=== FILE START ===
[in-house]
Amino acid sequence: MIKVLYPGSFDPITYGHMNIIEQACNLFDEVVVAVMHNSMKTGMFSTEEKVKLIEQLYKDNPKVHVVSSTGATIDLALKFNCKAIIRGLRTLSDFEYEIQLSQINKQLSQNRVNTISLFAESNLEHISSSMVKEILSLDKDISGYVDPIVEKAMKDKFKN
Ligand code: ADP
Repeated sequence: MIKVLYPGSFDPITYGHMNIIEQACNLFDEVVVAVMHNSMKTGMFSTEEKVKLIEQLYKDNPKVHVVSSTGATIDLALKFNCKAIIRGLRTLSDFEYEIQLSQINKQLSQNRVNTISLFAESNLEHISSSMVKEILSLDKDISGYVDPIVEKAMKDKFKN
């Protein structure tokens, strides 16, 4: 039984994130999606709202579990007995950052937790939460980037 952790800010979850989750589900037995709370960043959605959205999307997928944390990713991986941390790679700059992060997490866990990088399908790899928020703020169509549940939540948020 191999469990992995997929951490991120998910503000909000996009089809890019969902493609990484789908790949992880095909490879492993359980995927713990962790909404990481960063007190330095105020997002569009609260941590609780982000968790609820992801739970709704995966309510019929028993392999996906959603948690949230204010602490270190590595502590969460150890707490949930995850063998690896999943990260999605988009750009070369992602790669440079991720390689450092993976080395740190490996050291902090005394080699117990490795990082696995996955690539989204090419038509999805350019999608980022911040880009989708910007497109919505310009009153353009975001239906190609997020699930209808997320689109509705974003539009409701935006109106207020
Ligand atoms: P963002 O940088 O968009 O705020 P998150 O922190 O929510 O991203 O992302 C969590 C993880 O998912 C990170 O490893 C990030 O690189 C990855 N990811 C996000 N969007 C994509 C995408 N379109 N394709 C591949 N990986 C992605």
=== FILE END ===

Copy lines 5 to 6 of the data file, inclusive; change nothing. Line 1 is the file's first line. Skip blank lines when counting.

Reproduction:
């Protein structure tokens, strides 16, 4: 039984994130999606709202579990007995950052937790939460980037 952790800010979850989750589900037995709370960043959605959205999307997928944390990713991986941390790679700059992060997490866990990088399908790899928020703020169509549940939540948020 191999469990992995997929951490991120998910503000909000996009089809890019969902493609990484789908790949992880095909490879492993359980995927713990962790909404990481960063007190330095105020997002569009609260941590609780982000968790609820992801739970709704995966309510019929028993392999996906959603948690949230204010602490270190590595502590969460150890707490949930995850063998690896999943990260999605988009750009070369992602790669440079991720390689450092993976080395740190490996050291902090005394080699117990490795990082696995996955690539989204090419038509999805350019999608980022911040880009989708910007497109919505310009009153353009975001239906190609997020699930209808997320689109509705974003539009409701935006109106207020
Ligand atoms: P963002 O940088 O968009 O705020 P998150 O922190 O929510 O991203 O992302 C969590 C993880 O998912 C990170 O490893 C990030 O690189 C990855 N990811 C996000 N969007 C994509 C995408 N379109 N394709 C591949 N990986 C992605």